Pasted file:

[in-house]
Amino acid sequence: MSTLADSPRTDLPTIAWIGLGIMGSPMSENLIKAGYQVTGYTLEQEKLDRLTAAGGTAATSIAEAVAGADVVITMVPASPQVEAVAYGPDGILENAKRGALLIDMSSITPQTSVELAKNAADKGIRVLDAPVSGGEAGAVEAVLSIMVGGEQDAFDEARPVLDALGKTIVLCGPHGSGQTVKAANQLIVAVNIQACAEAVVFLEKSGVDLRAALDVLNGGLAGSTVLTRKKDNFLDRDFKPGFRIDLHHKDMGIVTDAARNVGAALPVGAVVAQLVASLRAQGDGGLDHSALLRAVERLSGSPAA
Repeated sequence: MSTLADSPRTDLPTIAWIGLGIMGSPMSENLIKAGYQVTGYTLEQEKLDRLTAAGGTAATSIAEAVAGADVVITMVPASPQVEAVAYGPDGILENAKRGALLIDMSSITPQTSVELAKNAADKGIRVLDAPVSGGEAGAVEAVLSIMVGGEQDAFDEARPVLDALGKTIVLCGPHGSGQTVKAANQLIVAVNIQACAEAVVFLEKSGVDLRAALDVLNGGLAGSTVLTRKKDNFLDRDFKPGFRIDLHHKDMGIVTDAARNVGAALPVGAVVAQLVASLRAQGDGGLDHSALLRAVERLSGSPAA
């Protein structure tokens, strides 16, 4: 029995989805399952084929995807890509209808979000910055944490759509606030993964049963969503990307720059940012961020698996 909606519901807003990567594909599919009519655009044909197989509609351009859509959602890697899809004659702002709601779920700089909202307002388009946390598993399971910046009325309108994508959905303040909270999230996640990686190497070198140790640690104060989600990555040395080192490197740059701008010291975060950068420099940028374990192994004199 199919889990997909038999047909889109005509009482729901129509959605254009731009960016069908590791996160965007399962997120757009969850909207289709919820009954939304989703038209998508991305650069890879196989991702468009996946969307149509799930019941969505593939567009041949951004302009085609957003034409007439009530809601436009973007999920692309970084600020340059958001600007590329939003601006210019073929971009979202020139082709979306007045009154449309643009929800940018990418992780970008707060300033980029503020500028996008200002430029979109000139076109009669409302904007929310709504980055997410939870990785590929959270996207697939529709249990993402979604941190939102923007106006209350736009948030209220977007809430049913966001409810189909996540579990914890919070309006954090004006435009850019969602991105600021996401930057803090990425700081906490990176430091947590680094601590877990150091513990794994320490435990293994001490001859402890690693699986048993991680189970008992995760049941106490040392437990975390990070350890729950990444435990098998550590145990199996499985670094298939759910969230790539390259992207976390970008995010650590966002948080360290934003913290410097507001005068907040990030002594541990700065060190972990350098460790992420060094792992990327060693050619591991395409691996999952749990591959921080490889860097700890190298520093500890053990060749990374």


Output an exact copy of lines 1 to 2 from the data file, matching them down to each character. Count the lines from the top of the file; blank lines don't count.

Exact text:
[in-house]
Amino acid sequence: MSTLADSPRTDLPTIAWIGLGIMGSPMSENLIKAGYQVTGYTLEQEKLDRLTAAGGTAATSIAEAVAGADVVITMVPASPQVEAVAYGPDGILENAKRGALLIDMSSITPQTSVELAKNAADKGIRVLDAPVSGGEAGAVEAVLSIMVGGEQDAFDEARPVLDALGKTIVLCGPHGSGQTVKAANQLIVAVNIQACAEAVVFLEKSGVDLRAALDVLNGGLAGSTVLTRKKDNFLDRDFKPGFRIDLHHKDMGIVTDAARNVGAALPVGAVVAQLVASLRAQGDGGLDHSALLRAVERLSGSPAA